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Document Max. Freq Min. Freq
Harper's Encyclopedia of United States History (ed. Benson Lossing) 29 1 Browse Search
Robert Underwood Johnson, Clarence Clough Buell, Battles and Leaders of the Civil War: The Opening Battles. Volume 1. 12 0 Browse Search
Benson J. Lossing, Pictorial Field Book of the Civil War. Volume 1. 10 0 Browse Search
Rebellion Record: a Diary of American Events, Diary from December 17, 1860 - April 30, 1864 (ed. Frank Moore) 9 1 Browse Search
The Daily Dispatch: May 8, 1862., [Electronic resource] 8 0 Browse Search
Southern Historical Society Papers, Volume 11. (ed. Reverend J. William Jones) 8 0 Browse Search
Rebellion Record: a Diary of American Events: Documents and Narratives, Volume 4. (ed. Frank Moore) 6 0 Browse Search
John G. Nicolay, A Short Life of Abraham Lincoln, condensed from Nicolay and Hayes' Abraham Lincoln: A History 6 0 Browse Search
Maj. Jed. Hotchkiss, Confederate Military History, a library of Confederate States Military History: Volume 3, Virginia (ed. Clement Anselm Evans) 6 0 Browse Search
James Barnes, author of David G. Farragut, Naval Actions of 1812, Yank ee Ships and Yankee Sailors, Commodore Bainbridge , The Blockaders, and other naval and historical works, The Photographic History of The Civil War: in ten volumes, Thousands of Scenes Photographed 1861-65, with Text by many Special Authorities, Volume 6: The Navy. (ed. Francis Trevelyan Miller) 6 0 Browse Search
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Browsing named entities in John G. Nicolay, The Outbreak of Rebellion. You can also browse the collection for Elizabeth (Virginia, United States) or search for Elizabeth (Virginia, United States) in all documents.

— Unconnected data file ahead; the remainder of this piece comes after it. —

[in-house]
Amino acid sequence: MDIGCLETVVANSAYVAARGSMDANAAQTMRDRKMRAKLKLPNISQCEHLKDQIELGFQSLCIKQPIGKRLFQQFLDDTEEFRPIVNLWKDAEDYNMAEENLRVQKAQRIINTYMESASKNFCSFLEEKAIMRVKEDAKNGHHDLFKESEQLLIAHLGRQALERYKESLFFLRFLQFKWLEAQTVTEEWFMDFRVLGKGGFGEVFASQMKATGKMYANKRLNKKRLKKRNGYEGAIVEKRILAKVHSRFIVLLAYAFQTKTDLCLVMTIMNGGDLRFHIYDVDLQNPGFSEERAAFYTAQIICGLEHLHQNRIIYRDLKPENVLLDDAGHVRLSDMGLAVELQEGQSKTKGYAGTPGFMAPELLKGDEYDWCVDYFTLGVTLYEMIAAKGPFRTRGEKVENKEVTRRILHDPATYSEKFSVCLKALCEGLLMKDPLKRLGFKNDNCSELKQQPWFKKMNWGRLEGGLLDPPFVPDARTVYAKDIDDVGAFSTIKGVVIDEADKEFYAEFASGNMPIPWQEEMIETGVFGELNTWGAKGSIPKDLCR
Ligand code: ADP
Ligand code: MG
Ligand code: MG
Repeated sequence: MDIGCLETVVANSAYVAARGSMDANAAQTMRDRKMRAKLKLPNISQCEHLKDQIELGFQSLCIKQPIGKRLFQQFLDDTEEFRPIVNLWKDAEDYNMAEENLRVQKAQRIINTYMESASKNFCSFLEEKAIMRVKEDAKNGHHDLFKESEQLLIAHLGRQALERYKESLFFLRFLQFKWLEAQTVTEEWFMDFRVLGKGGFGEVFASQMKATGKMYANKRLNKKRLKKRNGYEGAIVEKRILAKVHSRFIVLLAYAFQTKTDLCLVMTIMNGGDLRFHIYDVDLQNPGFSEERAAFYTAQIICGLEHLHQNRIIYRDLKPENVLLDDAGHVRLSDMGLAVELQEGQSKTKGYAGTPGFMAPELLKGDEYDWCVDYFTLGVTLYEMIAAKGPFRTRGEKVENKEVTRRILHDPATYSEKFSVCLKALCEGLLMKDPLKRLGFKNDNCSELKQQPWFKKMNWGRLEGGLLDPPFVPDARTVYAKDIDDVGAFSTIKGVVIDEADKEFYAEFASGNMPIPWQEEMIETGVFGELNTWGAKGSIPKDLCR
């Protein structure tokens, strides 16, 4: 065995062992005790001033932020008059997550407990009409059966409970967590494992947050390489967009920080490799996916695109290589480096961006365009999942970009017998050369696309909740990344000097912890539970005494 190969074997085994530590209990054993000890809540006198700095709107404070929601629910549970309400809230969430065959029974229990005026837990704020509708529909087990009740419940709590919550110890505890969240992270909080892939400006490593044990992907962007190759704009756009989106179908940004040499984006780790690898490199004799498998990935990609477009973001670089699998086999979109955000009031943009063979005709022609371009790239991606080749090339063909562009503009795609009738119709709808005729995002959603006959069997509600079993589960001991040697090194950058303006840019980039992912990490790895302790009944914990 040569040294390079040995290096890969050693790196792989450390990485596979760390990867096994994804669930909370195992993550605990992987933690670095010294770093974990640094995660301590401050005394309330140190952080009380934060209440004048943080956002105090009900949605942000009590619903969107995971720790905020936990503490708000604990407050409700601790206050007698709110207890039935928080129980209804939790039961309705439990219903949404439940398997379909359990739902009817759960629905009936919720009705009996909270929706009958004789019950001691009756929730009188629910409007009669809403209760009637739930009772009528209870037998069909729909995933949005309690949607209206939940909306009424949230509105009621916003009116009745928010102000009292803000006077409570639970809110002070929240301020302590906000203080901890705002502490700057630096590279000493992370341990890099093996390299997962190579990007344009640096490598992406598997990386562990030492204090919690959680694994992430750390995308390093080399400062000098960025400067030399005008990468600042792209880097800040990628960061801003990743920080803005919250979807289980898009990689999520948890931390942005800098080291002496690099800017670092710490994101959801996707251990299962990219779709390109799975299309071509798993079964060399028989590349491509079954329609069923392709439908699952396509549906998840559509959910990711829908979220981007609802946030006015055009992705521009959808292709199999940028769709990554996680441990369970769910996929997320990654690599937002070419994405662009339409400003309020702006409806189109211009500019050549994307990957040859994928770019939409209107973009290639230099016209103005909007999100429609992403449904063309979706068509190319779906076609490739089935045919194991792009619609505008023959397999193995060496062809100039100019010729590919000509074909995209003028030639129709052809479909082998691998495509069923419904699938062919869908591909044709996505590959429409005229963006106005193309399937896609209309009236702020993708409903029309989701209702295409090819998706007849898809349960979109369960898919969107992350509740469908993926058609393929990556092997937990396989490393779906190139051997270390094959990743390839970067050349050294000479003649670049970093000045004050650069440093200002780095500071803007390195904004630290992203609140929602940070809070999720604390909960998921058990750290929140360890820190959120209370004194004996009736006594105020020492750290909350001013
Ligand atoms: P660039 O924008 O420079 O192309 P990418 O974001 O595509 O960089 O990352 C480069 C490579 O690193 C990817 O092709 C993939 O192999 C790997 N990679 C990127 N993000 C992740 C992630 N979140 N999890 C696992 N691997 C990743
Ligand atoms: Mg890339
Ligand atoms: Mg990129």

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John G. Nicolay, The Outbreak of Rebellion, Chapter 8: Washington. (search)
and preparation made to bring away the more valuable ships. It was Gen. eral Scott's design to advance troops to its support the moment Fortress Monroe should be secure. Under these circumstances occurred the sudden fall of Sumter, the President's proclamation, the secession of Virginia, and the immediate movement of Governor Letcher's State forces against both Harper's Ferry and Gosport. As a preliminary act, he thought to absolutely prevent the escape of the ships by obstructing Elizabeth River with small sunken vessels. The device did not completely succeed, though it greatly enhanced the danger. It is possible that all might yet have been ultimately saved, but for a contingency against which foresight was impossible. The ships were ready to move out ; the most valuable of them — the Merrimack-had steam up and was on point of sailing, when, by the treachery and false counsel of his subordinate officers, Commandant McCauley, of the navy yard, whose loyalty had hitherto not